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FAA Needs To Do A Better Job At Mitigating Effects Of Major System Disruptions
 
 
January 11, 2017 - The Federal Aviation Administration (FAA) operates a vast network of facilities and communication, navigation, and surveillance equipment for managing air traffic throughout the United States. In recent years, the FAA has experienced several major system failures that required individual air traffic control facilities to declare “ATC-Zero,” which means the inability to provide any air traffic control services.

In response to a congressional request, DOT’s Office of Inspector General (OIG) conducted an audit on FAA’s ability to manage air traffic control disruptions that arise in the National Airspace System. OIG found that while the FAA has taken steps to improve the effectiveness of its operational contingency plans, significant work remains.
 
The FAA’s air traffic facilities are not fully prepared to respond effectively to major system disruptions, in part because the Agency lacks the necessary training for its controllers and the required redundancy, resiliency, and flexibility for its key air traffic control infrastructure.

Many of the new technologies and capabilities that can improve the continuity of air traffic operations will not be available for years, and the Agency’s procedures for updating contingency plans remain incomplete.

While the Agency has established new requirements for transferring airspace and air traffic control responsibilities to other facilities, those plans are not ready to be fully implemented. The FAA also does not have an effective method for sharing operational contingency plans and lessons learned with its internal and external stakeholders.

The Agency concurred with all eight of OIG recommendations to improve FAA’s ability to respond to air traffic control disruptions. Recommendations to the FAA;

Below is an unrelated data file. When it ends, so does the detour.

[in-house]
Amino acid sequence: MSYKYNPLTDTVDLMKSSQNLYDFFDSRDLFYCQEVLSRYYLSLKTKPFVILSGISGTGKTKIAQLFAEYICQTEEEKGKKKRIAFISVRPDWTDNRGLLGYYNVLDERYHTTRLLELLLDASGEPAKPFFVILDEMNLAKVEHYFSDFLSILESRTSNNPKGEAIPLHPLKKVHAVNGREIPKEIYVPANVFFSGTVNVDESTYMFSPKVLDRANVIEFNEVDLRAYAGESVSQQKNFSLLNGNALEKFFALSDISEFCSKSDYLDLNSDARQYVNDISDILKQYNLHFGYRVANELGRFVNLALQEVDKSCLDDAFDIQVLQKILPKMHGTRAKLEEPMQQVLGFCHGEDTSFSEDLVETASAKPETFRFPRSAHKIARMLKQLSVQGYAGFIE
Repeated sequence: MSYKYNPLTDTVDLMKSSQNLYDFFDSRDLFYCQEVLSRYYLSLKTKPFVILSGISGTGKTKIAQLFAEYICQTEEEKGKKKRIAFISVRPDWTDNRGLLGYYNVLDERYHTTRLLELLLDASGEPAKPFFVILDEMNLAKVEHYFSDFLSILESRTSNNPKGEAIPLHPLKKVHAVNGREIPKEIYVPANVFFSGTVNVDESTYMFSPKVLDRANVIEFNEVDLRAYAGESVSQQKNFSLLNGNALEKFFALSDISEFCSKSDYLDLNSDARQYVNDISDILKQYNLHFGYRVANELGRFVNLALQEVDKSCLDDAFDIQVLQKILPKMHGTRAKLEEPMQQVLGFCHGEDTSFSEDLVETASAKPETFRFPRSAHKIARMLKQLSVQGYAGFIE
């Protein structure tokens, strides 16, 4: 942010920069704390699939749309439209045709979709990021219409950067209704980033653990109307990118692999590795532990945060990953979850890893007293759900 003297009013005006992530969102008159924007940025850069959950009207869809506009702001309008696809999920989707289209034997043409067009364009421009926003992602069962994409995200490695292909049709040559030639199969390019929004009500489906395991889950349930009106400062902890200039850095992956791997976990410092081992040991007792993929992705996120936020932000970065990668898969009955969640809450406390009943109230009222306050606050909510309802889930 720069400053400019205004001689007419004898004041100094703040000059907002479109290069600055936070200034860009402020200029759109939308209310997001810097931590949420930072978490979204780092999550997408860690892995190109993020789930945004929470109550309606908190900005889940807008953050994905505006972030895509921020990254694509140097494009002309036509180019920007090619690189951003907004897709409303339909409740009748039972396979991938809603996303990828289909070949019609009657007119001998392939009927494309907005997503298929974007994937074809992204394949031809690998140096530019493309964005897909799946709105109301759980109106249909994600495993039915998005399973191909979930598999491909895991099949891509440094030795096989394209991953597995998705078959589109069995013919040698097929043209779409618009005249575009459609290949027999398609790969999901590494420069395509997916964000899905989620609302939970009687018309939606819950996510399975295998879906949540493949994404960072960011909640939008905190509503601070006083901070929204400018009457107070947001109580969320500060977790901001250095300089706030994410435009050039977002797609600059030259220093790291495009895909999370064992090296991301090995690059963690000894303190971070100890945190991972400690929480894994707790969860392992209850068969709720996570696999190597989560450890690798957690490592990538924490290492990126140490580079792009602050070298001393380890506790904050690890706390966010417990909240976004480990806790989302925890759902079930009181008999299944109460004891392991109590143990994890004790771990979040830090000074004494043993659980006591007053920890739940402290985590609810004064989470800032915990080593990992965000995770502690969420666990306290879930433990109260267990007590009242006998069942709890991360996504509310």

1) Develop and implement a policy requiring annual contingency plan training for en route and terminal controllers that includes procedures for managing airspace divestment and the loss of communications and/or surveillance capabilities.

2) Develop and implement an internal control to test and certify the function of emergency equipment, including power-fail phones, flashlights, and other communication equipment at all air traffic facilities semiannually to ensure the equipment operates as intended.

3) Convene NextGen program officials to evaluate, expedite, and complete a report on how planned NextGen capabilities can enhance the resiliency and continuity of NAS operations and mitigate the impact of future air traffic control disruptions.

4) Establish a process and requirement to validate airspace divestment plans annually to ensure the plans can be executed and technical requirements are up-to-date based on current technology.

5) Develop airspace divestment plans for oceanic airspace, and develop and implement the technical requirements needed to support all new plans.

6) Update the Automated Contingency Tool (ACT2) or develop and implement a new automated tool that complies with FAA Order 1900.47 to collect, manage, and disseminate operational contingency plans and lessons learned documentation to all air traffic facilities.

7) Establish a process for developing baseline contingency metrics, analyzing contingency trends and root causes, and annually disseminating the results to Air Traffic Organization personnel.

8) Develop a procedure to include aviation industry stakeholders in post-contingency events at the FAA Command Center to discuss lessons learned and explore possible solutions to mitigate the impact of future air traffic disruptions.

 

 
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